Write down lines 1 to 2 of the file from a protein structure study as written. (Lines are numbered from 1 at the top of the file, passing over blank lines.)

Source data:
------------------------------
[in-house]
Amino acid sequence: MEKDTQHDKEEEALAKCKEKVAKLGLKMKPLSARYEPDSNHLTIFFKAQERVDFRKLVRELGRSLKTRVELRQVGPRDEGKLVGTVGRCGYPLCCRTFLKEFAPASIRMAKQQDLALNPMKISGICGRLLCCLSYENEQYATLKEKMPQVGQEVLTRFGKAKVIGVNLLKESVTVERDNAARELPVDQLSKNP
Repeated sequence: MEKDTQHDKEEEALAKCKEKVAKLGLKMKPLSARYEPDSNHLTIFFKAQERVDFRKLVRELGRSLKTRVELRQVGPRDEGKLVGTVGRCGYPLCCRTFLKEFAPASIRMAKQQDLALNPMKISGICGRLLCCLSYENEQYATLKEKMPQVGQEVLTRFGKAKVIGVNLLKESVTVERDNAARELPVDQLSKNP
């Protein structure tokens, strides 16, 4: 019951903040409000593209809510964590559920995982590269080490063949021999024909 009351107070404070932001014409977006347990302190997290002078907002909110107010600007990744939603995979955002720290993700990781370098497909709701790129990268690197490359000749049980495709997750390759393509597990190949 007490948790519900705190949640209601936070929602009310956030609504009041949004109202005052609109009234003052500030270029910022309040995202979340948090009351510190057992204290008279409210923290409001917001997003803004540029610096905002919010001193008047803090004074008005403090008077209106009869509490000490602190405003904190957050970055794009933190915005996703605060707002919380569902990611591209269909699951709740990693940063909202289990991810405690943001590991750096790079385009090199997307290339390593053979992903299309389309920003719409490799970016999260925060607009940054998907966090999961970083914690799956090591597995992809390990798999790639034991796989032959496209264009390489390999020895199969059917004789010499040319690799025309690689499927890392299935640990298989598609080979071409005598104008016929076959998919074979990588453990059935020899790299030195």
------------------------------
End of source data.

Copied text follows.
[in-house]
Amino acid sequence: MEKDTQHDKEEEALAKCKEKVAKLGLKMKPLSARYEPDSNHLTIFFKAQERVDFRKLVRELGRSLKTRVELRQVGPRDEGKLVGTVGRCGYPLCCRTFLKEFAPASIRMAKQQDLALNPMKISGICGRLLCCLSYENEQYATLKEKMPQVGQEVLTRFGKAKVIGVNLLKESVTVERDNAARELPVDQLSKNP